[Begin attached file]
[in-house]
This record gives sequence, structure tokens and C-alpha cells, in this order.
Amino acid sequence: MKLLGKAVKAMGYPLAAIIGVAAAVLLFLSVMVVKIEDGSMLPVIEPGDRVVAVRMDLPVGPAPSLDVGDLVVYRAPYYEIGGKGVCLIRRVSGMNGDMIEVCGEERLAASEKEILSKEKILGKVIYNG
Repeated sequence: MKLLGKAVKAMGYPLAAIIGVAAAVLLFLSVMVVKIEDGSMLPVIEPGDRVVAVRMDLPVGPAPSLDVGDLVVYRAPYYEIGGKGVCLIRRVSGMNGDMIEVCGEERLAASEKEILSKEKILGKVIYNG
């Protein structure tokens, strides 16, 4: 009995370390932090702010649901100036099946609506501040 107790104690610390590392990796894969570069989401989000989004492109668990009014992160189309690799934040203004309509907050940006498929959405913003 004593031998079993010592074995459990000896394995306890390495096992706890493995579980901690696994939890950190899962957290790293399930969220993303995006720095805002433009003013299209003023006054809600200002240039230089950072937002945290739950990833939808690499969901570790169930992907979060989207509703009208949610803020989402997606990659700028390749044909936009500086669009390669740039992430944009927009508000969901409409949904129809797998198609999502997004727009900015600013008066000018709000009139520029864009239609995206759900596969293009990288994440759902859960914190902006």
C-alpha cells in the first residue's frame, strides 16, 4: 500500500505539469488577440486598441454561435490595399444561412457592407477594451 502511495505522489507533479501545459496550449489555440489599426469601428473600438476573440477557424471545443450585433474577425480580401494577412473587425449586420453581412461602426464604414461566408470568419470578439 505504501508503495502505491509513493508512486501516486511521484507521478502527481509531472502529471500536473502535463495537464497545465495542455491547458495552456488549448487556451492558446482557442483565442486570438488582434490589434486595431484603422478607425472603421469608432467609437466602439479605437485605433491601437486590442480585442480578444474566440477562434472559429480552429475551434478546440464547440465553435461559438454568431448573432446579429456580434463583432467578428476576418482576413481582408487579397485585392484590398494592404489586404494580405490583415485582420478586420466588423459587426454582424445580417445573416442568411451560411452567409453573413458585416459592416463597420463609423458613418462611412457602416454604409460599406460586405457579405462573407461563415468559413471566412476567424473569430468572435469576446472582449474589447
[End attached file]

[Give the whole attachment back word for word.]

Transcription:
[in-house]
This record gives sequence, structure tokens and C-alpha cells, in this order.
Amino acid sequence: MKLLGKAVKAMGYPLAAIIGVAAAVLLFLSVMVVKIEDGSMLPVIEPGDRVVAVRMDLPVGPAPSLDVGDLVVYRAPYYEIGGKGVCLIRRVSGMNGDMIEVCGEERLAASEKEILSKEKILGKVIYNG
Repeated sequence: MKLLGKAVKAMGYPLAAIIGVAAAVLLFLSVMVVKIEDGSMLPVIEPGDRVVAVRMDLPVGPAPSLDVGDLVVYRAPYYEIGGKGVCLIRRVSGMNGDMIEVCGEERLAASEKEILSKEKILGKVIYNG
């Protein structure tokens, strides 16, 4: 009995370390932090702010649901100036099946609506501040 107790104690610390590392990796894969570069989401989000989004492109668990009014992160189309690799934040203004309509907050940006498929959405913003 004593031998079993010592074995459990000896394995306890390495096992706890493995579980901690696994939890950190899962957290790293399930969220993303995006720095805002433009003013299209003023006054809600200002240039230089950072937002945290739950990833939808690499969901570790169930992907979060989207509703009208949610803020989402997606990659700028390749044909936009500086669009390669740039992430944009927009508000969901409409949904129809797998198609999502997004727009900015600013008066000018709000009139520029864009239609995206759900596969293009990288994440759902859960914190902006």
C-alpha cells in the first residue's frame, strides 16, 4: 500500500505539469488577440486598441454561435490595399444561412457592407477594451 502511495505522489507533479501545459496550449489555440489599426469601428473600438476573440477557424471545443450585433474577425480580401494577412473587425449586420453581412461602426464604414461566408470568419470578439 505504501508503495502505491509513493508512486501516486511521484507521478502527481509531472502529471500536473502535463495537464497545465495542455491547458495552456488549448487556451492558446482557442483565442486570438488582434490589434486595431484603422478607425472603421469608432467609437466602439479605437485605433491601437486590442480585442480578444474566440477562434472559429480552429475551434478546440464547440465553435461559438454568431448573432446579429456580434463583432467578428476576418482576413481582408487579397485585392484590398494592404489586404494580405490583415485582420478586420466588423459587426454582424445580417445573416442568411451560411452567409453573413458585416459592416463597420463609423458613418462611412457602416454604409460599406460586405457579405462573407461563415468559413471566412476567424473569430468572435469576446472582449474589447